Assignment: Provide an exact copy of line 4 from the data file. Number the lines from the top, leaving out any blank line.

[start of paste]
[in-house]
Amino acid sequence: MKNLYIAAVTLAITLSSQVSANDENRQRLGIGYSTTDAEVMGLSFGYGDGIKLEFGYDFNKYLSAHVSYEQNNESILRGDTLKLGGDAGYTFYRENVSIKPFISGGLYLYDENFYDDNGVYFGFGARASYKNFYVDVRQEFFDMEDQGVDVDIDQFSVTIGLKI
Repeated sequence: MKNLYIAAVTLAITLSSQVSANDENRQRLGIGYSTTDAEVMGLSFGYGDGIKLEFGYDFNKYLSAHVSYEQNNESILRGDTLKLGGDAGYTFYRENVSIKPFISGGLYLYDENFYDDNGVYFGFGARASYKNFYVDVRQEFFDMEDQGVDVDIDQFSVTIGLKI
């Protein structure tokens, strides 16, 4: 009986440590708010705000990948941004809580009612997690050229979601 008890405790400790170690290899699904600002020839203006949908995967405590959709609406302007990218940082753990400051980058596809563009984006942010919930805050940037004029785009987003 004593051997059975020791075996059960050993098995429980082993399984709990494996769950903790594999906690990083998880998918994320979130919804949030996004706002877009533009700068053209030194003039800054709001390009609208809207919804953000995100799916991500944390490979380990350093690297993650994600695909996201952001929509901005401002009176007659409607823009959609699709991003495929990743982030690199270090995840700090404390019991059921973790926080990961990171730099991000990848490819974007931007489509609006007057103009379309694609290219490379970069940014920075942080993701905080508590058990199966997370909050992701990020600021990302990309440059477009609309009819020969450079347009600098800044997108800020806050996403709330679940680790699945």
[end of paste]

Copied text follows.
């Protein structure tokens, strides 16, 4: 009986440590708010705000990948941004809580009612997690050229979601 008890405790400790170690290899699904600002020839203006949908995967405590959709609406302007990218940082753990400051980058596809563009984006942010919930805050940037004029785009987003 004593051997059975020791075996059960050993098995429980082993399984709990494996769950903790594999906690990083998880998918994320979130919804949030996004706002877009533009700068053209030194003039800054709001390009609208809207919804953000995100799916991500944390490979380990350093690297993650994600695909996201952001929509901005401002009176007659409607823009959609699709991003495929990743982030690199270090995840700090404390019991059921973790926080990961990171730099991000990848490819974007931007489509609006007057103009379309694609290219490379970069940014920075942080993701905080508590058990199966997370909050992701990020600021990302990309440059477009609309009819020969450079347009600098800044997108800020806050996403709330679940680790699945």